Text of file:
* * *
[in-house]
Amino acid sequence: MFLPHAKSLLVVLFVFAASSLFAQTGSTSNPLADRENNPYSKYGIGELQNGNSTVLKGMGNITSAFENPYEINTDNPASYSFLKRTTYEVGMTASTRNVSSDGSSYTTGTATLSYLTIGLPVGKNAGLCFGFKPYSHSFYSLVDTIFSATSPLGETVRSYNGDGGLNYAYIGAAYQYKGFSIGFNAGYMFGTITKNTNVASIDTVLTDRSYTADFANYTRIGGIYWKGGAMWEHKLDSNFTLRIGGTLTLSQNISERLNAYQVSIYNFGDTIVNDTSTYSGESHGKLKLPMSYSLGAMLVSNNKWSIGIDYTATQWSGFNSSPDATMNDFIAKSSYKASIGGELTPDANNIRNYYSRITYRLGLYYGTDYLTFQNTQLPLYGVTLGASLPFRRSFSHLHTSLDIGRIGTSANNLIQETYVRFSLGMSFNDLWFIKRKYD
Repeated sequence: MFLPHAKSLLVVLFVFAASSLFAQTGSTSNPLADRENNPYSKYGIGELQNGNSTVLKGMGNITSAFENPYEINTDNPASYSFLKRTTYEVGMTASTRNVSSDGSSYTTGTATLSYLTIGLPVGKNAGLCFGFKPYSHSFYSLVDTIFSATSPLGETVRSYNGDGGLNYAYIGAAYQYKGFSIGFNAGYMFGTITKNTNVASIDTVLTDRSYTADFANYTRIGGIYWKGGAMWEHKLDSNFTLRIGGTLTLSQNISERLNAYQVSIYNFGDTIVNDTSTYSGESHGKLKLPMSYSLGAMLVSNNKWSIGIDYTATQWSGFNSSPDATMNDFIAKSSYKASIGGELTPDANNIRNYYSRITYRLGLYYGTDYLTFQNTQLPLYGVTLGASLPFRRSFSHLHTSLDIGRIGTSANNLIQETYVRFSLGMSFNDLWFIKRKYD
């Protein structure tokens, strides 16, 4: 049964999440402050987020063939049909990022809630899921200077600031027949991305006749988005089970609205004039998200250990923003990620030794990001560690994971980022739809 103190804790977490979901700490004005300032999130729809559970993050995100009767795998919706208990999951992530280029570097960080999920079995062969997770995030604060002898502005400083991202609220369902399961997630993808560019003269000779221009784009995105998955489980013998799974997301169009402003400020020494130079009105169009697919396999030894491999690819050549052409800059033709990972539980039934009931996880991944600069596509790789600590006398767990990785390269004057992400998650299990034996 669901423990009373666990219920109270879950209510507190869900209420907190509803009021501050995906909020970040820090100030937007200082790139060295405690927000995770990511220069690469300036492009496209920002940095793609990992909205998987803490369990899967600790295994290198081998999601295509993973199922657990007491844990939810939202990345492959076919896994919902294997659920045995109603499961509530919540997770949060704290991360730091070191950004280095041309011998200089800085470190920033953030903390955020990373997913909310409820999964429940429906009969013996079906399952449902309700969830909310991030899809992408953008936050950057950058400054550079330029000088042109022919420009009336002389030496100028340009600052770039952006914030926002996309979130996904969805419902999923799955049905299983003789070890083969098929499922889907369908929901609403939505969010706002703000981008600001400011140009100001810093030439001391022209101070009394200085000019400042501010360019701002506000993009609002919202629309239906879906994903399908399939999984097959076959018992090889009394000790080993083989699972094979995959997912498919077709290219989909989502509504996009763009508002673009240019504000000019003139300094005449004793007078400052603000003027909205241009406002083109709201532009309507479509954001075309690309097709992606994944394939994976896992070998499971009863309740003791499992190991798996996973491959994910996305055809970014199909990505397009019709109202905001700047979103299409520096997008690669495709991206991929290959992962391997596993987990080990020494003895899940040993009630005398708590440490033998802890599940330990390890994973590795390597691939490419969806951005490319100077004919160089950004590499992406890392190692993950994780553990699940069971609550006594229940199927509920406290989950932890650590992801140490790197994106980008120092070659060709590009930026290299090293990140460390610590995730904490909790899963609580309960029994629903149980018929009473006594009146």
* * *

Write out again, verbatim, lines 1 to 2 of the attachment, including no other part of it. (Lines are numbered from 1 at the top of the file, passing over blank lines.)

[in-house]
Amino acid sequence: MFLPHAKSLLVVLFVFAASSLFAQTGSTSNPLADRENNPYSKYGIGELQNGNSTVLKGMGNITSAFENPYEINTDNPASYSFLKRTTYEVGMTASTRNVSSDGSSYTTGTATLSYLTIGLPVGKNAGLCFGFKPYSHSFYSLVDTIFSATSPLGETVRSYNGDGGLNYAYIGAAYQYKGFSIGFNAGYMFGTITKNTNVASIDTVLTDRSYTADFANYTRIGGIYWKGGAMWEHKLDSNFTLRIGGTLTLSQNISERLNAYQVSIYNFGDTIVNDTSTYSGESHGKLKLPMSYSLGAMLVSNNKWSIGIDYTATQWSGFNSSPDATMNDFIAKSSYKASIGGELTPDANNIRNYYSRITYRLGLYYGTDYLTFQNTQLPLYGVTLGASLPFRRSFSHLHTSLDIGRIGTSANNLIQETYVRFSLGMSFNDLWFIKRKYD